Gayle aiming for a ‘big one’ in semis
MUMBAI, India, CMC):
Flamboyant opener Chris Gayle says he wants to score a 'big one' for West Indies when they take on favourites India in the second semi-final of the T20 World Cup tomorrow.
Gayle blasted a 47-ball unbeaten century in West Indies opening game against England but has since batted just once against South Africa when he made four from two balls.
An injury in the field against Sri Lanka prevented him from batting in the second game, and against Afghanistan he was rested as a precaution ahead of the semi-final.
"For the tournament so far, I have only batted twice so I haven't really got a knock in all four games," said Gayle.
"But this is a perfect opportunity to actually start the tournament and try and pick up where I left off, get a big one for the team and put them in a winning position. If it doesn't happen someone should actually be able to pick it up and take West Indies to victory."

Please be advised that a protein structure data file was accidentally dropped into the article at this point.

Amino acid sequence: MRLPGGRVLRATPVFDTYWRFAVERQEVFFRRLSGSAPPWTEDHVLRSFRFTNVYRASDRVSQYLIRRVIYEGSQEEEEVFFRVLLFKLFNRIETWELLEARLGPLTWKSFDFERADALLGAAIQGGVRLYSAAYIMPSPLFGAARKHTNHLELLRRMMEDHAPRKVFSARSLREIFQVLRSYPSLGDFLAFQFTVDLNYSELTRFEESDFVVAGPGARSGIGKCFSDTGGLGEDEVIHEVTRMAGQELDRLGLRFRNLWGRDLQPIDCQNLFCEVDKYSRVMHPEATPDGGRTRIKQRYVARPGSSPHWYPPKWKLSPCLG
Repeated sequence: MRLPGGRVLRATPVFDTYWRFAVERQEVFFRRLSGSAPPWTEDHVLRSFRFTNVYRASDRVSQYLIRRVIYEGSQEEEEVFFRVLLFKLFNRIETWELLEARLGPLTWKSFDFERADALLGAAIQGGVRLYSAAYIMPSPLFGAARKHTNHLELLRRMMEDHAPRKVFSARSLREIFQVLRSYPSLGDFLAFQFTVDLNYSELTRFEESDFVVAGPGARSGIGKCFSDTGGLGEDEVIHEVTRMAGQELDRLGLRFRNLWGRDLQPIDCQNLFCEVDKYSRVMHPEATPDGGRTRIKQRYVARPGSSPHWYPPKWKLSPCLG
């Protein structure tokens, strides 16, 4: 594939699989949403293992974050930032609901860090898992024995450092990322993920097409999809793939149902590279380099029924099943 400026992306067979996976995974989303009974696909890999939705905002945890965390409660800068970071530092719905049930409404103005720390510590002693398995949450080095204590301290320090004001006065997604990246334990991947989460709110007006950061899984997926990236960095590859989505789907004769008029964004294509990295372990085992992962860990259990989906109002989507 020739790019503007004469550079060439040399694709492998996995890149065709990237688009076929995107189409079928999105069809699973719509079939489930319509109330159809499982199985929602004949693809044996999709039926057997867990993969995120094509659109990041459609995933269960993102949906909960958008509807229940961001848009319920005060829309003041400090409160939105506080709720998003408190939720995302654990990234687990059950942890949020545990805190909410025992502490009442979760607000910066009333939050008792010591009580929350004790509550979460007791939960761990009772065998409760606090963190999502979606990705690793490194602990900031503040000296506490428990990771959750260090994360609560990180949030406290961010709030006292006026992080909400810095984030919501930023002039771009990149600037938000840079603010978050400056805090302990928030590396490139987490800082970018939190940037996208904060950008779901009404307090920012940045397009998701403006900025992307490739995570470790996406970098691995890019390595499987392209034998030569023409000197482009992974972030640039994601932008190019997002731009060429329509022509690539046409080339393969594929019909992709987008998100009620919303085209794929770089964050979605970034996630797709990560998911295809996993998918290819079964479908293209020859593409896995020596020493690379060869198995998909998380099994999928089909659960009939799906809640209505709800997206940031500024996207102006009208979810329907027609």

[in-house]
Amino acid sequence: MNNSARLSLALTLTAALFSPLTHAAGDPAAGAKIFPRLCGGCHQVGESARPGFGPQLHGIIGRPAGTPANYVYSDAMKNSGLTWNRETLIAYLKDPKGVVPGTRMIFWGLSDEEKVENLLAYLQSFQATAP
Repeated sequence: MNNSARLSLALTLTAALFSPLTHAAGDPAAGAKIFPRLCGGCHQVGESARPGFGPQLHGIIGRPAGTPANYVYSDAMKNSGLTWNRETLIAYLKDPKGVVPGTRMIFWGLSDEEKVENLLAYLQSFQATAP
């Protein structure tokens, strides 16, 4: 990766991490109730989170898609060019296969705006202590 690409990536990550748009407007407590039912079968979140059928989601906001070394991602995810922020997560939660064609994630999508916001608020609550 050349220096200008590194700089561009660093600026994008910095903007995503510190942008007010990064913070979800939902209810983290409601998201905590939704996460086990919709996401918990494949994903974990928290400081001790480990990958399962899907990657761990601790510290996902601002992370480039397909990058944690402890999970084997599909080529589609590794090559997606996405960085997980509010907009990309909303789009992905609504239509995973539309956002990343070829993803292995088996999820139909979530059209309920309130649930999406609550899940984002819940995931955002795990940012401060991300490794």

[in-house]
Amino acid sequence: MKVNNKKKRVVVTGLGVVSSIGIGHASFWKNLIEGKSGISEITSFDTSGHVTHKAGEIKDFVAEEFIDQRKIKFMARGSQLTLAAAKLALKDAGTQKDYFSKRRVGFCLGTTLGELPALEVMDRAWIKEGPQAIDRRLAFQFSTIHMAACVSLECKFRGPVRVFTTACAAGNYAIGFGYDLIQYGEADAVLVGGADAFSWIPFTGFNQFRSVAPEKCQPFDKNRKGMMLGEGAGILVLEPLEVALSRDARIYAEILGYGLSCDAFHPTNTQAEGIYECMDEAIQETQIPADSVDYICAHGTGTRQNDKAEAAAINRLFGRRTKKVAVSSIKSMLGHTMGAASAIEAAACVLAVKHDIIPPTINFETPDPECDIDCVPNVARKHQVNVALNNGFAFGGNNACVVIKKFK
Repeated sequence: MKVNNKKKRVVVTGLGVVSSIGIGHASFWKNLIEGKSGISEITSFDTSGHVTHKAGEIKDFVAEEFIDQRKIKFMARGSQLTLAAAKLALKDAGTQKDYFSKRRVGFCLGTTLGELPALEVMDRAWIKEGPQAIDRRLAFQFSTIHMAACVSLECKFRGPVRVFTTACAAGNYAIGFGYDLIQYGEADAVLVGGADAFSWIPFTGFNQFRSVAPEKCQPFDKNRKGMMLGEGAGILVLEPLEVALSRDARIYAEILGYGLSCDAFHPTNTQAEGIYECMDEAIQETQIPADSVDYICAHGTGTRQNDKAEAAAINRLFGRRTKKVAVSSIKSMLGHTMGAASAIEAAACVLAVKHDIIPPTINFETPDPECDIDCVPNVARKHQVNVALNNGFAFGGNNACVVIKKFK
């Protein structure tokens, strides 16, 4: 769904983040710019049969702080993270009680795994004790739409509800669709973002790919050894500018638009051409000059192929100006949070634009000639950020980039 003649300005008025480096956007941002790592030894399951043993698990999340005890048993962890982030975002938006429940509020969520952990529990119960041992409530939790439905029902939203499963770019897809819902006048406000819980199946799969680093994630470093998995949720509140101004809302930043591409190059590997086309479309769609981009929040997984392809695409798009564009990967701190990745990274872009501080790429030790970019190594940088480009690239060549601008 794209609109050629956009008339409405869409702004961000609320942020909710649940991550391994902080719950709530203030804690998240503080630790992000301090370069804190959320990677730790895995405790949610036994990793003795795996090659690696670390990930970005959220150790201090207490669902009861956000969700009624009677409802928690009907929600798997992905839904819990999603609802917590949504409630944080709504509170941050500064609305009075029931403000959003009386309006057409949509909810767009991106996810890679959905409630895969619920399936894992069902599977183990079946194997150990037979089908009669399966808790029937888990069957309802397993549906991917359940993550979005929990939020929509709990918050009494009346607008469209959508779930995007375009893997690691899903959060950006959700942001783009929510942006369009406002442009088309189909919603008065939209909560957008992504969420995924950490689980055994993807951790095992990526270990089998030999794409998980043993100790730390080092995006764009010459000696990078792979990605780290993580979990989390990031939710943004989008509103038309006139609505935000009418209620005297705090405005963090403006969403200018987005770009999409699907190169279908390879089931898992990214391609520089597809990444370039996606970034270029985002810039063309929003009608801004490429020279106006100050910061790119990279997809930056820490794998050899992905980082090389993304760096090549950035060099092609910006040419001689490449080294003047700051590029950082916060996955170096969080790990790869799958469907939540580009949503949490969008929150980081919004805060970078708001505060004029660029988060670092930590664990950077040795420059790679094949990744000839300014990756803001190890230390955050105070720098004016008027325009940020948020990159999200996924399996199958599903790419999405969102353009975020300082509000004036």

India are going into the semi-final match against third ranked West Indies as the favourites and top ranked team following the latest ICC T20 rankings.
Gayle has acknowledged India as tournament favourites but says he is "looking to attack" and West Indies are ready to produce "an upset" when the two team meet.
"They have made some momentum. There's no doubt about it they have the momentum and a lot of confidence coming into this game as well," said Gayle to a handful of journalists before West Indies' training session at the CCI yesterday.
"It is very difficult to pinpoint one particular player in the Indian team. It is a very good all-round team, good fielding team as well. That's why India are the favourites. It is always going to be difficult to beat them here, but like I said for West Indies the upset is ready."
West Indies have reached the semi-finals with a hat-trick of wins and with help from the likes of Samuel Badree and Dwayne Bravo who have taken six wickets each.
Key roles have also been played by Andre Russell with seven wickets and Sulieman Benn who has just one wicket to his credit but with the lowest economy rate of the tournament, 4.93.